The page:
The body is heavy and the mouth feel is smooth, thick and viscous. Alcohol content is high, but is only slightly noticeable on the palate. This is one of the great non-barrel aged stouts available. I love Stone IRS and highly recommend it.

Well, that’s it for now, beer lovers. I can recommend all six of these beers (caveat: Bursted Cascade is nice, but doesn’t stand out from the hundreds of other IPAs on the market). I would say my favorite of the bunch is the Stone IRS. If you have an interest in drinking any of these, they are available for purchase at Vendome Wine and Spirits in Fullerton. Be sure to mention my discount code, “VEN10C” or my name, “CARL” to get a 10% discount off the purchase price.

Sláinte!

Abyss, Tweak, and Darkstar November

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It’s fall, and the holidays are approaching.  That means big, dark beers and winter warmers.  Today I bring you reviews of three barrel aged Imperial Stouts.  Please read responsibly.

Abyss: Deschutes Brewing, Bend, OR; 12.2% ABV (2015 release).
Abyss is Deschutes’ annual bourbon barrel Imperial Stout offering.  This review is for the 2015 version (this beer is typically released in November or December each year).  This particular vintage is 50% aged in bourbon, Oregon oak, and pinot noir barrels.

Abyss pours black with a 1/4″ cocoa colored head that rapidly fades to a thin layer and small ring around the edge.  The aroma is roasty, coffee, tart (from the wine barrel) and brown sugar.  The flavor is thick, bitter chocolate, vanilla and a little licorice, then fades to sweet cherry and dark fruit.  The aftertaste is chocolate, migrating from sweet to bittersweet.

As this beer warms, the aroma is all about the brown sugar, with very strong notes of molasses.  In addition, the chocolate flavor increases, as does the vanilla, and a little bit of coconut peeks through (from the bourbon barrel).  It definitely sweetens up as the temperature increases.  In spite of the high alcohol content, it is not hot or boozy; very drinkable.  This is VERY good!!  I sampled Abyss from a 22 oz. bomber purchased at Total Wine ($15.99).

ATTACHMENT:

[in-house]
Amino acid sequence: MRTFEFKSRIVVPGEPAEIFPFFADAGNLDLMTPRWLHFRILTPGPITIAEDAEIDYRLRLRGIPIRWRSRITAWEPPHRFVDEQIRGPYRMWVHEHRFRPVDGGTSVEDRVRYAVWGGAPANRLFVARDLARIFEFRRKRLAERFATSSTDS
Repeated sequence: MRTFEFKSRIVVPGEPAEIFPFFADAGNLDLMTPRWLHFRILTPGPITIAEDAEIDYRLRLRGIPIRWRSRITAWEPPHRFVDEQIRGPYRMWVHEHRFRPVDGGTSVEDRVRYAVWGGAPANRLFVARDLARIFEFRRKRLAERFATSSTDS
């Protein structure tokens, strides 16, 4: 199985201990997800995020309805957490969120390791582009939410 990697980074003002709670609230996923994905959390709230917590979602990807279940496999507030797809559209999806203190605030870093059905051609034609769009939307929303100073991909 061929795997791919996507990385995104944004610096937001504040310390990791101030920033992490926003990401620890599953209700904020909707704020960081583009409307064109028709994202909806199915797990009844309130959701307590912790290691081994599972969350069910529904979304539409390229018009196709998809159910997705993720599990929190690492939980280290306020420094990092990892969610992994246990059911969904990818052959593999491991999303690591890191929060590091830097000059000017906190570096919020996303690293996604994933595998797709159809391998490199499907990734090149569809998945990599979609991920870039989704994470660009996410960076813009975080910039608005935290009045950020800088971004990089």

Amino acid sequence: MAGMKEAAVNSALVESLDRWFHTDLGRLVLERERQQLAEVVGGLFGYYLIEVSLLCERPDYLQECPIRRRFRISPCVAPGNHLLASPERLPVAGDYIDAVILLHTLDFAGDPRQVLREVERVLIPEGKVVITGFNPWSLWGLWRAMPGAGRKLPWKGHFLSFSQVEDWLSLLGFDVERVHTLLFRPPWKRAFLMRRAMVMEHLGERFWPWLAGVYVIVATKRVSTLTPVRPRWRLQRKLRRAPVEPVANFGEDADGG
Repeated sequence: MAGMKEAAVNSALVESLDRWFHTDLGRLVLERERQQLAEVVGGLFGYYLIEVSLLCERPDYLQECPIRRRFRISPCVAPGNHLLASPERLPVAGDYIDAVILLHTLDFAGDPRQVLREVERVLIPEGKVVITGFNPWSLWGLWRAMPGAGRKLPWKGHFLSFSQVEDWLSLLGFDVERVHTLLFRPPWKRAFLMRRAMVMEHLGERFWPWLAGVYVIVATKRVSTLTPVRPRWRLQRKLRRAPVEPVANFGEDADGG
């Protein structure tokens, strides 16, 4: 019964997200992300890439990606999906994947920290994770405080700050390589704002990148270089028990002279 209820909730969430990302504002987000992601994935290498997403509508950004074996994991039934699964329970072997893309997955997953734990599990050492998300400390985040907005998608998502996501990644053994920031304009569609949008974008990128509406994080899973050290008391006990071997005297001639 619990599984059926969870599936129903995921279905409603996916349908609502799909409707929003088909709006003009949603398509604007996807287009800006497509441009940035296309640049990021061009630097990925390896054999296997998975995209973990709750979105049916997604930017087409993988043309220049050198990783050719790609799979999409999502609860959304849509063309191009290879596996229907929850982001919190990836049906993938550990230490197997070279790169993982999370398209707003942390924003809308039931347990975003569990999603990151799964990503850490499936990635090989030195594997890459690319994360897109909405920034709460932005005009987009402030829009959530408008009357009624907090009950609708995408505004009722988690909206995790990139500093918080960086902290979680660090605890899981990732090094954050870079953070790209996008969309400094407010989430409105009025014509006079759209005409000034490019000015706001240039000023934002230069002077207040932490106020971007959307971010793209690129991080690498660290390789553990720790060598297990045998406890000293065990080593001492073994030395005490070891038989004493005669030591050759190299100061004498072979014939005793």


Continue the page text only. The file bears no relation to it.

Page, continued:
Tweak: Avery Brewing, Boulder, CO; 17.5% ABV (2015 release).
Tweak is Avery’s annual release bourbon barrel aged Imperial Stout (with coffee added).  This is a review of the 2015 vintage.  It is typically released in November each year.  I sampled Tweak from a 12 oz. bottle purchased at BevMo.  I don’t remember the price, but it was expensive for a 12 oz. bottle ($12.99 I think).  Oh yeah, it was well worth it!!

Tweak pours midnight black with a 1/2″ beige head that fades after one or two minutes to a small ring around the edge.  The aroma is coffee (but not overly bitter) and coconut, with slight vanilla notes.  The flavor is sweet chocolate, vanilla and dark fruit, then coffee (again, not bitter) and mocha, fading to coconut and vanilla.  The coconut aftertaste lingers forever, then the coffee raises its head again, but the coconut remains.

As Tweak warms, the aroma becomes sweeter on the nose, with more vanilla and less coffee (almost caramel-like).  In the mouth, the coffee is more pronounced and the bourbon becomes very subdued until the aftertaste, when it takes over.  As it gets to room temperature, the alcohol becomes just a little noticeable in the taste.

The bottle label says this beer is 17.5% ABV.  That’s hard to believe.  There was  no booziness noted in the aroma or flavor (except as described above, when it reached room temperature), BUT it went right to my head.  I drank it on an empty stomach, and was cruising the rest of the afternoon.  This beer is AWESOME!

Darkstar November: Bottle Logic Brewing, Anaheim, CA; 13.7% ABV (2015 release).
Darkstar November is Bottle Logic’s annual bourbon barrel aged Imperial Russian Stout.  This is a review of the 2015 release.  For this review I sampled a 22 oz. bottle, purchased at Total Wine ($20.99), but previously  tasted it at the Bottle Logic tasting room last year.  It is typically available in November and December.

Darkstar November pours opaque black with a 1/4″ cocoa head that fades within a minute to a medium thin ring around the edge.  The aroma is sweet, vanilla, oak and alcohol.  The flavor is also sweet – dark chocolate, vanilla, dark fruit, and raisins.  The sweetness yields to a slight bitterness (hops?) and bitter cocoa, which in turn fades to vanilla, sweet chocolate, then to coconut, which lingers in the aftertaste.

Darkstar November is thick, velvety smooth, and viscous.  No alcohol is noted in the mouth, until it warms up.  As it warms, the sweet chocolate starts to dominate the flavor and the alcohol becomes a little noticeable on the tongue, although it is not hot or unpleasant.  This is a DELICIOUS and easily drinkable dessert beer!